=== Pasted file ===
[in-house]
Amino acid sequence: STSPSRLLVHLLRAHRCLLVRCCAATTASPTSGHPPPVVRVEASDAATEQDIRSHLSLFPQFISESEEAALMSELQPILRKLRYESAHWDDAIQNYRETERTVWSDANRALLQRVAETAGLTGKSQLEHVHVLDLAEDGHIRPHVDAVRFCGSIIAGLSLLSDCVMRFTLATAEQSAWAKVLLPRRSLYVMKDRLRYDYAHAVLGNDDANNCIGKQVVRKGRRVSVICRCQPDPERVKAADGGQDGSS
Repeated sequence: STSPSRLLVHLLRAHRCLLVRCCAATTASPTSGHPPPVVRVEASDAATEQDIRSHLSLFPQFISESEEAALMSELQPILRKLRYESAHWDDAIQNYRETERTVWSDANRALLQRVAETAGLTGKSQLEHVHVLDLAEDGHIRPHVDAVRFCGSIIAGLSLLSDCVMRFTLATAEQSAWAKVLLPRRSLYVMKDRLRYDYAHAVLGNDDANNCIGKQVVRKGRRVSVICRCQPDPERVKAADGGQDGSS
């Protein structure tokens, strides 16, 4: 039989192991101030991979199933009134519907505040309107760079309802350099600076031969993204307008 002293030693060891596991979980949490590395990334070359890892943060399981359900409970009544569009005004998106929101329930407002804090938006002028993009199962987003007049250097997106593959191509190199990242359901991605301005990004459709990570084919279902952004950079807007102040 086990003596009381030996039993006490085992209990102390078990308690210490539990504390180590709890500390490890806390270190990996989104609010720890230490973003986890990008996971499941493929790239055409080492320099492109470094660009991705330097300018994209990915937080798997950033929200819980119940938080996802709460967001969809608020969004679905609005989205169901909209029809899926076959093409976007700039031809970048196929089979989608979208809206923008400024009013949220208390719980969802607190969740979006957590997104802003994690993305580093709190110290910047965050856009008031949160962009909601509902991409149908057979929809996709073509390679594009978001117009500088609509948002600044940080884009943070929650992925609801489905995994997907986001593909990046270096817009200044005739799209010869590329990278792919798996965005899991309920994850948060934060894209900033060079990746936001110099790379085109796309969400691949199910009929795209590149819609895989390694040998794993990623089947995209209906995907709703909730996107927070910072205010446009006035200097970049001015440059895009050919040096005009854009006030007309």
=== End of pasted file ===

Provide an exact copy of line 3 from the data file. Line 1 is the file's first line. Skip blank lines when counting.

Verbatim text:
Repeated sequence: STSPSRLLVHLLRAHRCLLVRCCAATTASPTSGHPPPVVRVEASDAATEQDIRSHLSLFPQFISESEEAALMSELQPILRKLRYESAHWDDAIQNYRETERTVWSDANRALLQRVAETAGLTGKSQLEHVHVLDLAEDGHIRPHVDAVRFCGSIIAGLSLLSDCVMRFTLATAEQSAWAKVLLPRRSLYVMKDRLRYDYAHAVLGNDDANNCIGKQVVRKGRRVSVICRCQPDPERVKAADGGQDGSS